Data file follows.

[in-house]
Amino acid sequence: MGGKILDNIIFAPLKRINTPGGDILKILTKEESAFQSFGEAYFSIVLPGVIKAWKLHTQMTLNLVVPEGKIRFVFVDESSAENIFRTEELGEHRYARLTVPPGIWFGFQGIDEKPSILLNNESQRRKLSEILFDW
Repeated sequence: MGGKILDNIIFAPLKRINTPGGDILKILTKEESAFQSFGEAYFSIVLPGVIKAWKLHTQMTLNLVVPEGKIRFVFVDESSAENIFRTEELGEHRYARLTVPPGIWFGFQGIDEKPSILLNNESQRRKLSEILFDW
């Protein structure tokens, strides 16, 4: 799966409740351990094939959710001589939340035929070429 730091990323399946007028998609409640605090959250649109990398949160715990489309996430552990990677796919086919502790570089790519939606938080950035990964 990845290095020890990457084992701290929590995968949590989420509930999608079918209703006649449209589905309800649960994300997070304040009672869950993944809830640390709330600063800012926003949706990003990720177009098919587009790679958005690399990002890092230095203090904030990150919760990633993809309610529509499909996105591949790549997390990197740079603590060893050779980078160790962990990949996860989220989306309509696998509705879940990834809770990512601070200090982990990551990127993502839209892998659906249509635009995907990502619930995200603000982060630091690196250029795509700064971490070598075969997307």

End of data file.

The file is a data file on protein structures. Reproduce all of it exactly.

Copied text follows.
[in-house]
Amino acid sequence: MGGKILDNIIFAPLKRINTPGGDILKILTKEESAFQSFGEAYFSIVLPGVIKAWKLHTQMTLNLVVPEGKIRFVFVDESSAENIFRTEELGEHRYARLTVPPGIWFGFQGIDEKPSILLNNESQRRKLSEILFDW
Repeated sequence: MGGKILDNIIFAPLKRINTPGGDILKILTKEESAFQSFGEAYFSIVLPGVIKAWKLHTQMTLNLVVPEGKIRFVFVDESSAENIFRTEELGEHRYARLTVPPGIWFGFQGIDEKPSILLNNESQRRKLSEILFDW
């Protein structure tokens, strides 16, 4: 799966409740351990094939959710001589939340035929070429 730091990323399946007028998609409640605090959250649109990398949160715990489309996430552990990677796919086919502790570089790519939606938080950035990964 990845290095020890990457084992701290929590995968949590989420509930999608079918209703006649449209589905309800649960994300997070304040009672869950993944809830640390709330600063800012926003949706990003990720177009098919587009790679958005690399990002890092230095203090904030990150919760990633993809309610529509499909996105591949790549997390990197740079603590060893050779980078160790962990990949996860989220989306309509696998509705879940990834809770990512601070200090982990990551990127993502839209892998659906249509635009995907990502619930995200603000982060630091690196250029795509700064971490070598075969997307």